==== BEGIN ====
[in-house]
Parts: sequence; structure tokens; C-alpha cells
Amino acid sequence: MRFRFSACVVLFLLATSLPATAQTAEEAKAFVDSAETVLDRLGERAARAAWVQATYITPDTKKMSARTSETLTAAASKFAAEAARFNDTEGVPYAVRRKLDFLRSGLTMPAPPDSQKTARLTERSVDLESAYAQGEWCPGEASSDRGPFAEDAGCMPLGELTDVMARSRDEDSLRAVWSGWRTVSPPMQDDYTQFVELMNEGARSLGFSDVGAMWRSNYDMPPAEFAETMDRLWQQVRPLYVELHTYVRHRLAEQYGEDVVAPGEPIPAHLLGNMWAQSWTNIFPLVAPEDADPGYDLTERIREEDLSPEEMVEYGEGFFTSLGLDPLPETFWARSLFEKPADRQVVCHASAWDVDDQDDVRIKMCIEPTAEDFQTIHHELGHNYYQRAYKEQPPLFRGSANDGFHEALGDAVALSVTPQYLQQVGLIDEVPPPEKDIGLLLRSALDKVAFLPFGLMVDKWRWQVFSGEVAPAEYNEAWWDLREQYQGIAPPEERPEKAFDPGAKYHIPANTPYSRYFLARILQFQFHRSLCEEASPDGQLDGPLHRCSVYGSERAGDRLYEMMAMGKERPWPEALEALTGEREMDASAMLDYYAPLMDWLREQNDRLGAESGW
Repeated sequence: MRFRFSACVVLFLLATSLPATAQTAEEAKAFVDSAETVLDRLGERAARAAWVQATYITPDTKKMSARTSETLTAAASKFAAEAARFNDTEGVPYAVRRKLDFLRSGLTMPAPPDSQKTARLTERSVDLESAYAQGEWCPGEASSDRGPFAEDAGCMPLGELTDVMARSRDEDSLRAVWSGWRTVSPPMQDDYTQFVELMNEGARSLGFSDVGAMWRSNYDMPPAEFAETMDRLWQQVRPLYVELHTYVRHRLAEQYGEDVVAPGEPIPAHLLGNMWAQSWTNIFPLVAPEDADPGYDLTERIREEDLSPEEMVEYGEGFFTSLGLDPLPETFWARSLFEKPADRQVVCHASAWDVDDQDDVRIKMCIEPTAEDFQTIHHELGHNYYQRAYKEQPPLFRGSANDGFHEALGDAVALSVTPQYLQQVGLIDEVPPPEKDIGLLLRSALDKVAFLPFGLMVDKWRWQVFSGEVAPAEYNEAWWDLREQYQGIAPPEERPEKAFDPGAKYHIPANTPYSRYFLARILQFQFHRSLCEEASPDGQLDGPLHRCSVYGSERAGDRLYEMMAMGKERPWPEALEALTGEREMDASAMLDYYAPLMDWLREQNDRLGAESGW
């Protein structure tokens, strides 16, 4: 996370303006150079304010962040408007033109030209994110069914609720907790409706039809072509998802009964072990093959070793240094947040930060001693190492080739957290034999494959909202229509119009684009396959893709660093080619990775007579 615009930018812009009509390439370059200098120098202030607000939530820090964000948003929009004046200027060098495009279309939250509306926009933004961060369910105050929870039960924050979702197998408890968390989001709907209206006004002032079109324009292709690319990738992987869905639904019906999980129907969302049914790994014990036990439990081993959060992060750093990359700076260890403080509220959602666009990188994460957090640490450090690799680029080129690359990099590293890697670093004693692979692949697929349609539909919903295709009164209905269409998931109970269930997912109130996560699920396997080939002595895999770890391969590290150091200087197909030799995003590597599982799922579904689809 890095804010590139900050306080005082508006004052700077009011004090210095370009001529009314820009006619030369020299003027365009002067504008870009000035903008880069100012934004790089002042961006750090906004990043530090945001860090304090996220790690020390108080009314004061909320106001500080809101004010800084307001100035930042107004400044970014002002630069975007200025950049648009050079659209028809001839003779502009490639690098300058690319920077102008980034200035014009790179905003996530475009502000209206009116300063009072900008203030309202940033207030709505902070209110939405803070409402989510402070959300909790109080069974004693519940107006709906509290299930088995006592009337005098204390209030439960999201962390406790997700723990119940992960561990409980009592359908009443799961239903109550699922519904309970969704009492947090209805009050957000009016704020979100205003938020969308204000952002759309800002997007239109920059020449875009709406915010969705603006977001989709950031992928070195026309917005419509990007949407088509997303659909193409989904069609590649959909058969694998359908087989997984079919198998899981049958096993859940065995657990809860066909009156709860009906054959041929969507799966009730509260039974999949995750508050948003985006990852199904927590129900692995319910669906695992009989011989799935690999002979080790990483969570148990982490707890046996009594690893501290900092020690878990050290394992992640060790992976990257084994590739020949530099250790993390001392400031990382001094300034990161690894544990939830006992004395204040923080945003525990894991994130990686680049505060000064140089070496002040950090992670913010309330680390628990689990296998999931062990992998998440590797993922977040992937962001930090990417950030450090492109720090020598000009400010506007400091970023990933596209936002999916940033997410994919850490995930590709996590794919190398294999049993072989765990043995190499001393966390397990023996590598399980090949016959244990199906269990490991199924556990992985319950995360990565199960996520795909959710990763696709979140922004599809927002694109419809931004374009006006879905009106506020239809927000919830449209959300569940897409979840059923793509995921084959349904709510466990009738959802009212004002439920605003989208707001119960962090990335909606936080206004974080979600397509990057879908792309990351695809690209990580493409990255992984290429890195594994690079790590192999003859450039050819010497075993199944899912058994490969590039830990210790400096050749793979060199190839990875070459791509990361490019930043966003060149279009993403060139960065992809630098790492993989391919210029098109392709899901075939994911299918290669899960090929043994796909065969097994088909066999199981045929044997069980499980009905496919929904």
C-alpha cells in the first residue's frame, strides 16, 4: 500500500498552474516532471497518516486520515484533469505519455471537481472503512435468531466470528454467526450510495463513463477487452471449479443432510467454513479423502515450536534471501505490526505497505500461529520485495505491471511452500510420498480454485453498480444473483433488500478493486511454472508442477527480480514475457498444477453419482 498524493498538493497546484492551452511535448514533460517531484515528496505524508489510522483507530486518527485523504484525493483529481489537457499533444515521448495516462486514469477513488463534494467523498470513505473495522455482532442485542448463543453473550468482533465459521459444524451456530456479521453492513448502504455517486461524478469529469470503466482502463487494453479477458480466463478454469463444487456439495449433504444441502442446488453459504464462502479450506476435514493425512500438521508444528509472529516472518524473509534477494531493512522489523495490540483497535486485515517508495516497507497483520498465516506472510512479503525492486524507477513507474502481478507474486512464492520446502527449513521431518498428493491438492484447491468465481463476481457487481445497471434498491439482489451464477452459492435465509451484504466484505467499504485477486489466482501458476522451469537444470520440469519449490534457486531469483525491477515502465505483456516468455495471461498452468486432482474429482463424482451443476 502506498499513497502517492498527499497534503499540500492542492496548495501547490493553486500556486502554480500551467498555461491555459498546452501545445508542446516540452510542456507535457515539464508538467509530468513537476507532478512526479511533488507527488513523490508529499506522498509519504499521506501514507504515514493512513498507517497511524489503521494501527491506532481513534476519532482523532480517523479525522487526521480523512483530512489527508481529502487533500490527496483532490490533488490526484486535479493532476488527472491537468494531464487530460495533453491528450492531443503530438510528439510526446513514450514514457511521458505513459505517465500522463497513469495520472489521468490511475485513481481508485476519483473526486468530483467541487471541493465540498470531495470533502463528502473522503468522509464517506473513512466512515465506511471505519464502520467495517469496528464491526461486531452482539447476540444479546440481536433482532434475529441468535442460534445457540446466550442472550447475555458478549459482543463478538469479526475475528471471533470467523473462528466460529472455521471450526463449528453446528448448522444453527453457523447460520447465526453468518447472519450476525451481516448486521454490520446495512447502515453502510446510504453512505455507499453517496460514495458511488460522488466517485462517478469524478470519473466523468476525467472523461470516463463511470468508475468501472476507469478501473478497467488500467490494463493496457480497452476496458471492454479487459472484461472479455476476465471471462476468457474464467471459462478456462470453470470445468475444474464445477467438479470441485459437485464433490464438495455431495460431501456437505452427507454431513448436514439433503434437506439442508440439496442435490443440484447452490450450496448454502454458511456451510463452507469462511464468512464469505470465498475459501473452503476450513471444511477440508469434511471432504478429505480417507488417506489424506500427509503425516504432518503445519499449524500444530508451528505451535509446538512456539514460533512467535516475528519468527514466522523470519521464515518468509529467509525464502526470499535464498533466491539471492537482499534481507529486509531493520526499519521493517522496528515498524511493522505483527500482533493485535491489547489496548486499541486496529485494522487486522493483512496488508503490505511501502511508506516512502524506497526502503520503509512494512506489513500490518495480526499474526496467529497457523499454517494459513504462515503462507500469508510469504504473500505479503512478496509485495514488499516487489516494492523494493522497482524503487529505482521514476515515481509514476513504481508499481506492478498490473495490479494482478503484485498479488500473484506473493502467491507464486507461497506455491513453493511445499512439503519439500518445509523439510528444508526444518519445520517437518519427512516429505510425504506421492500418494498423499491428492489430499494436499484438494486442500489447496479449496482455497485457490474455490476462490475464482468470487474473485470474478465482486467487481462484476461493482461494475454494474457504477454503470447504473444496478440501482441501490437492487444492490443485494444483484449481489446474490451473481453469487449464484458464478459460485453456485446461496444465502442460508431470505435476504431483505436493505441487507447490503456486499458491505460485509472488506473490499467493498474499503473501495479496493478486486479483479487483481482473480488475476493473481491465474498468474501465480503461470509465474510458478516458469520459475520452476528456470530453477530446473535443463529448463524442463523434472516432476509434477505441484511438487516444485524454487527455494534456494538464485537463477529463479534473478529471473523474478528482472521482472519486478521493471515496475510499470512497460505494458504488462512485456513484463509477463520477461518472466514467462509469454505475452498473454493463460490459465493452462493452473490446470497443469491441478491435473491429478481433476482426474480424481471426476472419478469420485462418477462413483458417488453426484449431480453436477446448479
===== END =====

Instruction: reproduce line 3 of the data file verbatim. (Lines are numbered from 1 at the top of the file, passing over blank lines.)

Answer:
Amino acid sequence: MRFRFSACVVLFLLATSLPATAQTAEEAKAFVDSAETVLDRLGERAARAAWVQATYITPDTKKMSARTSETLTAAASKFAAEAARFNDTEGVPYAVRRKLDFLRSGLTMPAPPDSQKTARLTERSVDLESAYAQGEWCPGEASSDRGPFAEDAGCMPLGELTDVMARSRDEDSLRAVWSGWRTVSPPMQDDYTQFVELMNEGARSLGFSDVGAMWRSNYDMPPAEFAETMDRLWQQVRPLYVELHTYVRHRLAEQYGEDVVAPGEPIPAHLLGNMWAQSWTNIFPLVAPEDADPGYDLTERIREEDLSPEEMVEYGEGFFTSLGLDPLPETFWARSLFEKPADRQVVCHASAWDVDDQDDVRIKMCIEPTAEDFQTIHHELGHNYYQRAYKEQPPLFRGSANDGFHEALGDAVALSVTPQYLQQVGLIDEVPPPEKDIGLLLRSALDKVAFLPFGLMVDKWRWQVFSGEVAPAEYNEAWWDLREQYQGIAPPEERPEKAFDPGAKYHIPANTPYSRYFLARILQFQFHRSLCEEASPDGQLDGPLHRCSVYGSERAGDRLYEMMAMGKERPWPEALEALTGEREMDASAMLDYYAPLMDWLREQNDRLGAESGW